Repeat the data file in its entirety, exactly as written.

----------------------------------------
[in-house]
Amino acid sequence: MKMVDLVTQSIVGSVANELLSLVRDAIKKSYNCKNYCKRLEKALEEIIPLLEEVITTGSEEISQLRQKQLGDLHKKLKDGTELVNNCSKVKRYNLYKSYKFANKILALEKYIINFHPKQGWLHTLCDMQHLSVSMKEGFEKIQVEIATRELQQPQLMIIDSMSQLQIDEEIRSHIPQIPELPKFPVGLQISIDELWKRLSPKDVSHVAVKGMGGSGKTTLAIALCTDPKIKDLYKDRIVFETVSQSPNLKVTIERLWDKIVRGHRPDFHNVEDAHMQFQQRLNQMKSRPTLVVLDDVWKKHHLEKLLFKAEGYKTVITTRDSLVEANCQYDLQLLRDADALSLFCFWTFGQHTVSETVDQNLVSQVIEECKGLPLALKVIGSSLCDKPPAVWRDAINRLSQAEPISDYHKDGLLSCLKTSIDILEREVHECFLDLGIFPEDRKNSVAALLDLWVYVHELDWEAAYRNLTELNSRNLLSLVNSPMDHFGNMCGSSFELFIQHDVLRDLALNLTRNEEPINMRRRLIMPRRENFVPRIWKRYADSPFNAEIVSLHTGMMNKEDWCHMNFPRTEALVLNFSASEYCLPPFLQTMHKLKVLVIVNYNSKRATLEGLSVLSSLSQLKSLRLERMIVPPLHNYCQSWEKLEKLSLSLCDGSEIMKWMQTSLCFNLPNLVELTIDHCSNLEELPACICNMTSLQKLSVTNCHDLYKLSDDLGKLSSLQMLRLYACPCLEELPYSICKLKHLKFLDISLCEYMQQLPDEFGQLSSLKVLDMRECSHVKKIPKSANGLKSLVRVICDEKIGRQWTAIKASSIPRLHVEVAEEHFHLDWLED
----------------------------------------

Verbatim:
[in-house]
Amino acid sequence: MKMVDLVTQSIVGSVANELLSLVRDAIKKSYNCKNYCKRLEKALEEIIPLLEEVITTGSEEISQLRQKQLGDLHKKLKDGTELVNNCSKVKRYNLYKSYKFANKILALEKYIINFHPKQGWLHTLCDMQHLSVSMKEGFEKIQVEIATRELQQPQLMIIDSMSQLQIDEEIRSHIPQIPELPKFPVGLQISIDELWKRLSPKDVSHVAVKGMGGSGKTTLAIALCTDPKIKDLYKDRIVFETVSQSPNLKVTIERLWDKIVRGHRPDFHNVEDAHMQFQQRLNQMKSRPTLVVLDDVWKKHHLEKLLFKAEGYKTVITTRDSLVEANCQYDLQLLRDADALSLFCFWTFGQHTVSETVDQNLVSQVIEECKGLPLALKVIGSSLCDKPPAVWRDAINRLSQAEPISDYHKDGLLSCLKTSIDILEREVHECFLDLGIFPEDRKNSVAALLDLWVYVHELDWEAAYRNLTELNSRNLLSLVNSPMDHFGNMCGSSFELFIQHDVLRDLALNLTRNEEPINMRRRLIMPRRENFVPRIWKRYADSPFNAEIVSLHTGMMNKEDWCHMNFPRTEALVLNFSASEYCLPPFLQTMHKLKVLVIVNYNSKRATLEGLSVLSSLSQLKSLRLERMIVPPLHNYCQSWEKLEKLSLSLCDGSEIMKWMQTSLCFNLPNLVELTIDHCSNLEELPACICNMTSLQKLSVTNCHDLYKLSDDLGKLSSLQMLRLYACPCLEELPYSICKLKHLKFLDISLCEYMQQLPDEFGQLSSLKVLDMRECSHVKKIPKSANGLKSLVRVICDEKIGRQWTAIKASSIPRLHVEVAEEHFHLDWLED